Most parents, I think, would do anything for their child/children. I know there are exceptions, but I truly believe that most of us (myself included) do everything within our power (and sometimes without) to provide our child/children with everything they need and more.
A newborn is reliant on his/her parent/caregiver. We respond to that. (No matter how exhausting that might be.) As a child grows, we need to allow them more independence. (This is a really hard one for me…just ask my son! I have a REALLY hard time of letting go. However, I AM working on it.) Although my son still could use some lessons being an adult, he’s relatively mature. He could survive on his own (probably) and I could leave him alone for a couple of days if needed and he’d be ok. (I, on the other hand, would be a total wreck, but…). He will need to learn how to live on his own and I need to learn how to let him go.
That’s how life is. A child grows, matures and then is off on their own. That doesn’t mean that we are out of their lives; it just means they have become adults and are (hopefully) ready for adult responsibilities and what the world will have to throw at them.
Most of us expect that this is how life will go. Have a child, raise a child and watch him/her blossom and grow into an adult who will do the same. (I know I’m oversimplifying here…)
What we, or at least I didn’t anticipate was the other end of the spectrum. What happens when our own parents age. It is my experience, and the experience of several of my friends, that as our parents age, they rely more and more on assistance. They are unable to be as independent as they once were. And like the infant, they require help. In some ways as we get older, we require as much assistance as we once did when we were younger. (Odd kind of circle of life thing, right?)
It wasn’t something I was expecting. Perhaps I should have. Both of my grandmothers required assistance as they aged. My paternal grandmother lived in an assisted residence and while my maternal grandmother remained in her home (my home now) until her death, for the last 4 years of her life she was bedridden and required round the clock care. So it makes sense that my parents would need assistance.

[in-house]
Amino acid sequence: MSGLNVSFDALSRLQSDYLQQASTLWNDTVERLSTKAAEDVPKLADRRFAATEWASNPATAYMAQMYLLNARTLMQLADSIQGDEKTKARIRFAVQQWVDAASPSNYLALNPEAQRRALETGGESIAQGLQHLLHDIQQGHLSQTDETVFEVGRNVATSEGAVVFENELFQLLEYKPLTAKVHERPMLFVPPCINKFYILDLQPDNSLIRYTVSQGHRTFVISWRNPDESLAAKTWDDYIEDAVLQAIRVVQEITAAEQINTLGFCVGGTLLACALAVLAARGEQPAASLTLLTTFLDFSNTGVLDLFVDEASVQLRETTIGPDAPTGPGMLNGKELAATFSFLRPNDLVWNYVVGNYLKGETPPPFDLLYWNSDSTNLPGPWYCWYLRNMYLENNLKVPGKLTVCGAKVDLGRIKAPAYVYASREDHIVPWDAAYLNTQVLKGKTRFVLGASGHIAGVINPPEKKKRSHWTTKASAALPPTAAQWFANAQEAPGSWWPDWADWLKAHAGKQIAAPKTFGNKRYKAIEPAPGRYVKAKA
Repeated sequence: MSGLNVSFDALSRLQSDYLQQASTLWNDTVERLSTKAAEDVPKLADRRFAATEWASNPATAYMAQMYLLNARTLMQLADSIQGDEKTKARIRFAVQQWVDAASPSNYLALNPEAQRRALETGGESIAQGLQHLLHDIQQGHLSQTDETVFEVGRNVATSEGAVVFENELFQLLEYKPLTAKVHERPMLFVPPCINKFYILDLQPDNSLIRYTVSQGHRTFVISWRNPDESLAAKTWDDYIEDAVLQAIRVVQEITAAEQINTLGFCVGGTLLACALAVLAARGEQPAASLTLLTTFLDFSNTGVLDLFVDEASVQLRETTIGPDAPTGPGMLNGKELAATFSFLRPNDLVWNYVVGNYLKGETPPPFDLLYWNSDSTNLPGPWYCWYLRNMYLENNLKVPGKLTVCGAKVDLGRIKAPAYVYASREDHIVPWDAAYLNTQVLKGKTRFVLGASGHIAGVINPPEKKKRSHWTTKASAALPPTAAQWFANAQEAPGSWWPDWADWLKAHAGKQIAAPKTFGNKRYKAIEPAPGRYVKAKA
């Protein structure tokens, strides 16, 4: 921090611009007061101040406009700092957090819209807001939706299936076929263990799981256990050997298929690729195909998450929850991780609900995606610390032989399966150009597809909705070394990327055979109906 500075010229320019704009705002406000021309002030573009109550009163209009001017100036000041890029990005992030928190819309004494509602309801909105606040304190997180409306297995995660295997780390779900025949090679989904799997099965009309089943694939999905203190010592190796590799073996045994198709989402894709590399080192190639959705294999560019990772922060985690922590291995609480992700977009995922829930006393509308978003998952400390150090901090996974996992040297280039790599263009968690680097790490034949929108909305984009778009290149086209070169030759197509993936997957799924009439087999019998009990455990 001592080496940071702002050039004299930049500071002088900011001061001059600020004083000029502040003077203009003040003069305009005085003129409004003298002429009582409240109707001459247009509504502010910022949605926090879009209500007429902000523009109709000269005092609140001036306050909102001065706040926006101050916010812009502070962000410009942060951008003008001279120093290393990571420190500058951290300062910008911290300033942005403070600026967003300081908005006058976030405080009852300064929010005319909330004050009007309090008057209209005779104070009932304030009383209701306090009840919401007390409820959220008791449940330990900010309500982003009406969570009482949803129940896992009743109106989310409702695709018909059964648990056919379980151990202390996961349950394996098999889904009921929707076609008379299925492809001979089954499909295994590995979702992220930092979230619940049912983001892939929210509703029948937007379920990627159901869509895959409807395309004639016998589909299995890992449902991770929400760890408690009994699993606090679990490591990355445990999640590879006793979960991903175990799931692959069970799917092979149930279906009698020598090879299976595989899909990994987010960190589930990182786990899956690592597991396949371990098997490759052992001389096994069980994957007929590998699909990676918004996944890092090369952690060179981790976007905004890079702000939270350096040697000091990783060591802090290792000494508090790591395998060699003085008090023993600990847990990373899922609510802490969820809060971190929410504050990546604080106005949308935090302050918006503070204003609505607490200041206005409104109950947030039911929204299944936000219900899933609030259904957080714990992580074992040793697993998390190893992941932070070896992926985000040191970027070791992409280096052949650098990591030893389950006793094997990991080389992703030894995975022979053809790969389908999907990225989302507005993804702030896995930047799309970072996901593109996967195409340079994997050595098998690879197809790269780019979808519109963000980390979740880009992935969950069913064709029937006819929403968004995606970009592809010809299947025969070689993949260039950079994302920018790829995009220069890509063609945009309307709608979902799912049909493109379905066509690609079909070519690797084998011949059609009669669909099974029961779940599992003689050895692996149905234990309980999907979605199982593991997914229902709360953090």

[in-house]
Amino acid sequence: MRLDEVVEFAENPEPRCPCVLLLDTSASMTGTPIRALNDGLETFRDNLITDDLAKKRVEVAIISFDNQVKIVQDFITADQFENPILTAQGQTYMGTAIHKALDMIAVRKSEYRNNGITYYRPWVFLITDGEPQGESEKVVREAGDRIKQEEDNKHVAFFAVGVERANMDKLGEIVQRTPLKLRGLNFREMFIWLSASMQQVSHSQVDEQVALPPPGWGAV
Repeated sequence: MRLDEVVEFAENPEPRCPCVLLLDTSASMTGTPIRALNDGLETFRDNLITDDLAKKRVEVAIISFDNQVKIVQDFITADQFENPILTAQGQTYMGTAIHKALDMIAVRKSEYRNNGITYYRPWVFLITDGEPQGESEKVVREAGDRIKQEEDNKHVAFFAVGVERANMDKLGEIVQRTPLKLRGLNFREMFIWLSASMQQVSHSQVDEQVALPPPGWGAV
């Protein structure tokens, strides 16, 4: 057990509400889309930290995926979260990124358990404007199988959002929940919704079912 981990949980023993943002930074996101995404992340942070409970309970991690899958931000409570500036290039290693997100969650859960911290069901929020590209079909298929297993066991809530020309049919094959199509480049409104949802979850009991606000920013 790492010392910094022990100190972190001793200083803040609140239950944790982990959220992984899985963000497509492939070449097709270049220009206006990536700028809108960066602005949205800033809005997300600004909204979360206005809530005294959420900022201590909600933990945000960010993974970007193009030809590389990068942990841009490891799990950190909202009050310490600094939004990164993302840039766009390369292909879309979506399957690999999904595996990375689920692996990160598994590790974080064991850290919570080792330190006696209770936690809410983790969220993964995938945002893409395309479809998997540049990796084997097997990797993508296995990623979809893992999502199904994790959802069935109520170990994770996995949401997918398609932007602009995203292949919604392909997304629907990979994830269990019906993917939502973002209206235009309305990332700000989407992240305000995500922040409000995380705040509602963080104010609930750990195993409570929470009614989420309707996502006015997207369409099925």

After a rocky autumn, my parents and I were able to find someone to live in and provide care. This hasn’t been easy for anyone. One of the things that makes it difficult is that while I know my parents are taken care of, their physical ailments are not going to get better. Things that I thought might be (relatively) easily solved cannot be.
No one likes it when their child is suffering; the same can be said when it comes to parents. The knowledge that while their situation may be better it is probably never going to be truly “good.” To know that the difficulties are not going to get easier. To feel that there is no forward; only back.
It is hard. It is depressing. It is frustrating. It is sad. It is heartbreaking. It IS reality. It is a harsh reality.
I HATE the fact that I can do very little to make the situation better. That the best I can do is to try and make things a little easier. To know that the goal is comfort and not cure. To do my best to following the words/teachings of 1 Corinthians; to BE those words: “Love is patient, love is kind. It does not envy, it does not boast, it is not proud. It does not dishonor others, it is not self-seeking, it is not easily angered, it keeps no record of wrongs. Love does not delight in evil but rejoices with the truth. It always protects, always trusts, always hopes, always perseveres. Love never fails.”
Because I have love for my son, who I have raised and for my parents who raised me and now need comfort, I cannot fail. As with transitions of age, I will do so with love.
Beth Shorten is a life-long resident of Verona. For more than seven years, she has been chronicling life here on her personal site, Bfth’s Boring Blog.